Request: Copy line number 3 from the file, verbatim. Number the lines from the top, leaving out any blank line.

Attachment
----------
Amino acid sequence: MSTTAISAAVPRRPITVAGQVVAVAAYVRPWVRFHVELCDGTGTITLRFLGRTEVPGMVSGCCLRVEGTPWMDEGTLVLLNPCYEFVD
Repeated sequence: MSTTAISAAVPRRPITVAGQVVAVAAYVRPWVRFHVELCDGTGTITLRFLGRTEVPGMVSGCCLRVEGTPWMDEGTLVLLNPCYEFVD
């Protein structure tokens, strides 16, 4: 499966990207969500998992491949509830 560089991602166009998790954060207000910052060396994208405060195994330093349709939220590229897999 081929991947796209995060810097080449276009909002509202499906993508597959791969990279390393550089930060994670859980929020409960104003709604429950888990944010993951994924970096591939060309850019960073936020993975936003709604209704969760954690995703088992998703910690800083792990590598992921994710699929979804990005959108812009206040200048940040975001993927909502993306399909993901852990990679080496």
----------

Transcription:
């Protein structure tokens, strides 16, 4: 499966990207969500998992491949509830 560089991602166009998790954060207000910052060396994208405060195994330093349709939220590229897999 081929991947796209995060810097080449276009909002509202499906993508597959791969990279390393550089930060994670859980929020409960104003709604429950888990944010993951994924970096591939060309850019960073936020993975936003709604209704969760954690995703088992998703910690800083792990590598992921994710699929979804990005959108812009206040200048940040975001993927909502993306399909993901852990990679080496």